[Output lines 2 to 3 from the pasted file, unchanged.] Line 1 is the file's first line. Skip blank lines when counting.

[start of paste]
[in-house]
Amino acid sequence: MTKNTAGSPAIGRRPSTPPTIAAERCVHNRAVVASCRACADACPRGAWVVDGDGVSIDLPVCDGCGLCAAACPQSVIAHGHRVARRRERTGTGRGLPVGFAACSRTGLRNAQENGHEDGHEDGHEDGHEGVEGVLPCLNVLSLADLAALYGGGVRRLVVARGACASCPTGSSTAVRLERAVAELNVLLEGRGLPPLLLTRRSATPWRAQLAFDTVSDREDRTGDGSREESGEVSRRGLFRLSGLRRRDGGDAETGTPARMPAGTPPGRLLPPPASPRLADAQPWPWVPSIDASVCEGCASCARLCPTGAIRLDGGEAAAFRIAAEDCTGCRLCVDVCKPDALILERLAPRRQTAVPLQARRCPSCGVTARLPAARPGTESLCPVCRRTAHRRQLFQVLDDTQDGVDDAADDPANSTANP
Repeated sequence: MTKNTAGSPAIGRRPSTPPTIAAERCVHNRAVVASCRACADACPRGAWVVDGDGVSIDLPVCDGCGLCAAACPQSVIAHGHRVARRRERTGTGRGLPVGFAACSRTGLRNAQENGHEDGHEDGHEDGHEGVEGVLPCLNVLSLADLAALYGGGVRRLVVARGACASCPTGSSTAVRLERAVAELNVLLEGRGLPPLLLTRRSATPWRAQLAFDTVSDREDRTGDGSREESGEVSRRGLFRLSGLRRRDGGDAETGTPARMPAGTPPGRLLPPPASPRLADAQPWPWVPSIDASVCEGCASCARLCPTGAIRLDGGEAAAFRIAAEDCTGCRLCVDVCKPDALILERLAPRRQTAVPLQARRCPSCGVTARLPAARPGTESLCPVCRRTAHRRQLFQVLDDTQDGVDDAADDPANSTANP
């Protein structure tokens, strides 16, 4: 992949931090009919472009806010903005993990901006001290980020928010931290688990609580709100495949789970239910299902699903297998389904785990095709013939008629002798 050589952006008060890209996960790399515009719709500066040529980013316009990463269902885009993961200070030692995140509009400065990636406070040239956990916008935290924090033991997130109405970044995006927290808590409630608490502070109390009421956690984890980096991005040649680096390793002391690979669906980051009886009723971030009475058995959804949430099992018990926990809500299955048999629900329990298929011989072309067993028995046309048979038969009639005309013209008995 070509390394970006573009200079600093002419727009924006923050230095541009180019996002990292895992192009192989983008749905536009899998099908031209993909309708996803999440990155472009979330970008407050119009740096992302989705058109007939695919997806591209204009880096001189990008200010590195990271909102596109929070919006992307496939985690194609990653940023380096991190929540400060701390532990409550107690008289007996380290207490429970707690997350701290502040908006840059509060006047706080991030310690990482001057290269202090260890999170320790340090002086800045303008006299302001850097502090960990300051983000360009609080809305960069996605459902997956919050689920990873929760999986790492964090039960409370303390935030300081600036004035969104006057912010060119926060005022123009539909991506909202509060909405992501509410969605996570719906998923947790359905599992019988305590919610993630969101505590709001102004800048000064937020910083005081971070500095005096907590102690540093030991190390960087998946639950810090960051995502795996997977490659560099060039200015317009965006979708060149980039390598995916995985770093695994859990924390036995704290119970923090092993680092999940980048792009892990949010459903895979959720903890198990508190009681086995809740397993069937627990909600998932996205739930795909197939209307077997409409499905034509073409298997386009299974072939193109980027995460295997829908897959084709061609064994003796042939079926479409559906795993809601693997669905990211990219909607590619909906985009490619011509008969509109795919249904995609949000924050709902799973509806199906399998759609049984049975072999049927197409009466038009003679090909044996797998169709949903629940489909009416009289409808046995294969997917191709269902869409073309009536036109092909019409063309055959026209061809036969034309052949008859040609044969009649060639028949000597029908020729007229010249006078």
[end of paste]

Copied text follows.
Amino acid sequence: MTKNTAGSPAIGRRPSTPPTIAAERCVHNRAVVASCRACADACPRGAWVVDGDGVSIDLPVCDGCGLCAAACPQSVIAHGHRVARRRERTGTGRGLPVGFAACSRTGLRNAQENGHEDGHEDGHEDGHEGVEGVLPCLNVLSLADLAALYGGGVRRLVVARGACASCPTGSSTAVRLERAVAELNVLLEGRGLPPLLLTRRSATPWRAQLAFDTVSDREDRTGDGSREESGEVSRRGLFRLSGLRRRDGGDAETGTPARMPAGTPPGRLLPPPASPRLADAQPWPWVPSIDASVCEGCASCARLCPTGAIRLDGGEAAAFRIAAEDCTGCRLCVDVCKPDALILERLAPRRQTAVPLQARRCPSCGVTARLPAARPGTESLCPVCRRTAHRRQLFQVLDDTQDGVDDAADDPANSTANP
Repeated sequence: MTKNTAGSPAIGRRPSTPPTIAAERCVHNRAVVASCRACADACPRGAWVVDGDGVSIDLPVCDGCGLCAAACPQSVIAHGHRVARRRERTGTGRGLPVGFAACSRTGLRNAQENGHEDGHEDGHEDGHEGVEGVLPCLNVLSLADLAALYGGGVRRLVVARGACASCPTGSSTAVRLERAVAELNVLLEGRGLPPLLLTRRSATPWRAQLAFDTVSDREDRTGDGSREESGEVSRRGLFRLSGLRRRDGGDAETGTPARMPAGTPPGRLLPPPASPRLADAQPWPWVPSIDASVCEGCASCARLCPTGAIRLDGGEAAAFRIAAEDCTGCRLCVDVCKPDALILERLAPRRQTAVPLQARRCPSCGVTARLPAARPGTESLCPVCRRTAHRRQLFQVLDDTQDGVDDAADDPANSTANP